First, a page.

50 years of occupation: Palestinian recounts night his family was displaced

World Today

50 Year of Occupation: Palestinian recounts night his family was displaced

When Israel achieved statehood in 1948, war broke out and Palestinians were driven off their land. The Six Days War of 1967 brought more forced evacuations, with most refugees fleeing to Jordan. 

CGTN’s Stephanie Freid spoke to a Palestinian, who lives 30-minutes from his former home, but is barred from returning.

“We hid until midnight. My uncle Jasser came and told us the Jordanian army had withdrawn and the Israeli Army was in control. He asked us to leave – go somewhere outside the village so we wouldn’t be massacred by the Israelis,” Ahmed Zayed said.

Zayed was 13 at the time but he remembers that June 1967 night clearly.

The villagers were told the area was militarily strategic and all 500 families were ordered out.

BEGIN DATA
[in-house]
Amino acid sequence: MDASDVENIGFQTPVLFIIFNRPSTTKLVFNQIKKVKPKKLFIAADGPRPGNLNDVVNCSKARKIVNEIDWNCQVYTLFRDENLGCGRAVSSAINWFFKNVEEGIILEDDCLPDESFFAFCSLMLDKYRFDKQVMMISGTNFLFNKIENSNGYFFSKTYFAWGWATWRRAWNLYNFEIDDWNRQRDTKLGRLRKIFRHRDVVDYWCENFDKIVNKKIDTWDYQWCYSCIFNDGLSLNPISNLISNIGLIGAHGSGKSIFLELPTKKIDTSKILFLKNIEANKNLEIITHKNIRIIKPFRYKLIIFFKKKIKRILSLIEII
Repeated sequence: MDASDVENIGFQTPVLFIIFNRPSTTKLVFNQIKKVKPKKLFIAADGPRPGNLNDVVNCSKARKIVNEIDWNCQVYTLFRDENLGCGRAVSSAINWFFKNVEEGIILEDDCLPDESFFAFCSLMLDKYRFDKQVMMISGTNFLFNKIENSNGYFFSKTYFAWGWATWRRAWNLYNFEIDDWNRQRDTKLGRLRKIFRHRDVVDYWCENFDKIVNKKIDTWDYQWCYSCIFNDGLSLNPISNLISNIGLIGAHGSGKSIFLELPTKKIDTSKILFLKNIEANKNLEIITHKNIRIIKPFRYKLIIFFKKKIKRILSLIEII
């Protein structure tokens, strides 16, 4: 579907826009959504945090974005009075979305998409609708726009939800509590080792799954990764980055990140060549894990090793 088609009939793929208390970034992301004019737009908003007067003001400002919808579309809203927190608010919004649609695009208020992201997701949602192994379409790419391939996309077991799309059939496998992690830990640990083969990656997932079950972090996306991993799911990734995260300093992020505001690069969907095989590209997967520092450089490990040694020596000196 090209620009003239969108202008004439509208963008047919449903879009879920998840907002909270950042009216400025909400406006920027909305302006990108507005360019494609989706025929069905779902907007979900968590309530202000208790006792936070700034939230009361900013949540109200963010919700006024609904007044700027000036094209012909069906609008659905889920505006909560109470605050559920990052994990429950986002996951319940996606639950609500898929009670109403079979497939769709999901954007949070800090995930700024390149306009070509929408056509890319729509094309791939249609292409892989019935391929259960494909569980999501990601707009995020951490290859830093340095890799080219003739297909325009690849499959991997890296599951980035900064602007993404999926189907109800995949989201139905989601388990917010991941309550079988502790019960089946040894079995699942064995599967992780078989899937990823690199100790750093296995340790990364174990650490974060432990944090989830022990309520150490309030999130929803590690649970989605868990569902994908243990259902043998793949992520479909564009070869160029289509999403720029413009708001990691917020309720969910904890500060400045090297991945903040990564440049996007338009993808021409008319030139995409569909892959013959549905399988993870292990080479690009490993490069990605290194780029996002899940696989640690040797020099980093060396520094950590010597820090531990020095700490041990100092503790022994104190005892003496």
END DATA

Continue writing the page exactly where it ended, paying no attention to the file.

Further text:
His family went somewhere they thought would be temporary. Ahmed’s family returned to their village.

But when they got there, they were told it was a closed military zone and barred from entering.

When they saw bulldozers destroying the homes, they understood they wouldn’t be going back.

But that doesn’t mean they have given up.

The family lives in the Israeli-occupied West Bank, a half hour’s drive and one Israeli checkpoint away from the old village.

A Jewish settlement built in 1970 stands in its place, but remnants of Beit Nuba are hidden beneath the overgrowth.

“It is painful to be here at the grave site. If people don’t respect death, what do they respect? These are our grandfathers, mothers, uncles who taught us how to live on this land and planted love in our hearts for our land,” Ahmed said.

The key he brought with him has become infused with symbolism throughout the years.

“My uncle Jasser passed the responsibility of the struggle onto me. We shoulder this struggle from his time and we will hold onto it. I keep this key with me because if I don’t return to my village, I will pass it to my children as my uncle passed it to me.”

Fifty years after he was forced out, Ahmed hangs onto firm conviction: he may not return to the village in his lifetime, but eventually, somewhere down the line, his family will reclaim their land.